The presuppositions underlying remez, drash and sod obviously express God’s omnipotence, but they also express his love for humanity, in the sense that he chooses out of love to use extraordinary means for reaching people’s hearts and minds. At the same time, it is easy to see how remez, drash and sod can be abused, since they all allow, indeed require, subjective interpretation; and this explains why scholars, who deal with the objective world, hesitate to use them.
 These four methods of working a text are remembered by the Hebrew word “PaRDeS,” an acronym formed from the initials; it means “orchard” or “garden.”
 What, then, is Matthew doing here? Some allege he is misusing Scripture, twisting the meaning of what Hosea wrote from its context in order to apply it to Yeshua. Such an accusation stands only if Matthew is dealing with the p˒shat. For there is no question that the p˒shat of Hosea 11:1 applies to the nation of Israel and not to Yeshua.
 Some think Matthew is using the drash approach, making a midrash in which he reads the Messiah into a verse dealing with Israel. Many rabbis used the same procedure; Matthew ’s readers would not have found it objectionable.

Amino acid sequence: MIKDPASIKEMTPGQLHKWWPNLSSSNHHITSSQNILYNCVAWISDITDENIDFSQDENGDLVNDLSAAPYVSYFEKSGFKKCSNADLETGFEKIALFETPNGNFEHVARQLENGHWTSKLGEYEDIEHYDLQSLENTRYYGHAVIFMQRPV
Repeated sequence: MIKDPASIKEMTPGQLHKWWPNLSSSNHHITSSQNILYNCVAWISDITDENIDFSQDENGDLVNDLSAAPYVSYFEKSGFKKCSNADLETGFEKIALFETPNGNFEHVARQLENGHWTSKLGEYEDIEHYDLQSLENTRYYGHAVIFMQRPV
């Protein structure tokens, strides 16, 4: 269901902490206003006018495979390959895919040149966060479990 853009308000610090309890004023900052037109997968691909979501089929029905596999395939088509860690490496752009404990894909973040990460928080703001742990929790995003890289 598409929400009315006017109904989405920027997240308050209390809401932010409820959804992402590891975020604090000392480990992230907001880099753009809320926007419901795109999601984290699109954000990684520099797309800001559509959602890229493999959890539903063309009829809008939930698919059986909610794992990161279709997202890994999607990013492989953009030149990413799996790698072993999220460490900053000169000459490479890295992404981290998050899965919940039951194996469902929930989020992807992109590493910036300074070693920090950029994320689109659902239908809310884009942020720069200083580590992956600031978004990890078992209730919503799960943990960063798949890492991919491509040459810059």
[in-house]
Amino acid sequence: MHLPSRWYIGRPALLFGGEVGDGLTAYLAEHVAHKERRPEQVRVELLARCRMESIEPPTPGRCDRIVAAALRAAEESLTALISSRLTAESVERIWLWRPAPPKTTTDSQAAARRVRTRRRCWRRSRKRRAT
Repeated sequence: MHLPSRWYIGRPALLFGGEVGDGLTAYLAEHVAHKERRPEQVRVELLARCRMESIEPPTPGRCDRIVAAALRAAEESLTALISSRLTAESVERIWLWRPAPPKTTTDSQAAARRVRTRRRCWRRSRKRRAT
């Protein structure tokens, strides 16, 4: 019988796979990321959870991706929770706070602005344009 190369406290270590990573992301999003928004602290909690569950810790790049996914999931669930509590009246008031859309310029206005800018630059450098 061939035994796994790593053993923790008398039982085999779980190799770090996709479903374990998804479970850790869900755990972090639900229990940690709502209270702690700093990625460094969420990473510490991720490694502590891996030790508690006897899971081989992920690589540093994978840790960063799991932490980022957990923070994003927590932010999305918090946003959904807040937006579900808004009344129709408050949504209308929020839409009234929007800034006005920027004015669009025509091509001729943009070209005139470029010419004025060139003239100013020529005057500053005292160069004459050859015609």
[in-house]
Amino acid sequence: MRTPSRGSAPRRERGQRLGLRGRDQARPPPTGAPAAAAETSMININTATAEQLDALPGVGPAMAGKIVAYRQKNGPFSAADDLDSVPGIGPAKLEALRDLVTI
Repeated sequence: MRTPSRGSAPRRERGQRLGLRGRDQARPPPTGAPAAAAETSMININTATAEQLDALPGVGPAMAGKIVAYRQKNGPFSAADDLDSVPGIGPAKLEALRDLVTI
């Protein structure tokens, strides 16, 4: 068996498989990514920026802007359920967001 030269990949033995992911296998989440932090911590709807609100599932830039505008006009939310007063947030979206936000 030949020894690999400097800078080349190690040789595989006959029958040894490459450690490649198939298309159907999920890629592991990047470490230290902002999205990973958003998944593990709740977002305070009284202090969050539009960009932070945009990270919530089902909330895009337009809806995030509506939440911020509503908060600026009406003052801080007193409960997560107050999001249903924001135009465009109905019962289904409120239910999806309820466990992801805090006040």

Nevertheless, I believe Matthew is not doing eisegesis but giving us a remez, a hint of a very deep truth. Israel is called God’s son as far back as Exodus 4:22. The Messiah is presented as God’s son a few verses earlier in Matthew (Mt 1:18–25), reflecting Tanakh passages such as Isaiah 9:5–6(6–7), Psalm 2:7 and Proverbs 30:4. Thus the Son equals the son: the Messiah is equated with, is one with, the nation of Israel. This is the deep truth Matthew is hinting at by calling Yeshua’s flight to Egypt a “fulfillment” of Hosea 11:1.
 This fact, that the Messiah Yeshua stands for and is intimately identified with his people Israel, is an extremely important corporate aspect of the Gospel generally neglected in the individualistically oriented Western world. The individual who trusts Yeshua becomes united with him and is “immersed” (baptized; see 3:1&N) into all that Yeshua is (see Ac 2:38&N), including his death and resurrection—so that his sinful propensities are regarded as dead, and his new nature, empowered by the Holy Spirit, is regarded as alive (Ro 6:3–6&N). Likewise, just as this intimate identification with the Messiah holds for the individual, so the Messiah similarly identifies with and embodies national, corporate Israel. Indeed it is only because Yeshua identifies himself with the Jewish people, national Israel, the “olive tree” into which Gentile Christians have been “grafted” (Ro 11:17–24), that he can plausibly identify with the Messianic Community, the Church, as “head of the Body” (1 Cor 11:3; Ep 1:10, 22; 4:15, 5:23; Co 1:18, 2:19) and “cornerstone” of the building (below at 21:42, Mk 12:10, Ac 4:11, Ep 2:20, 1 Cor 2:6–7).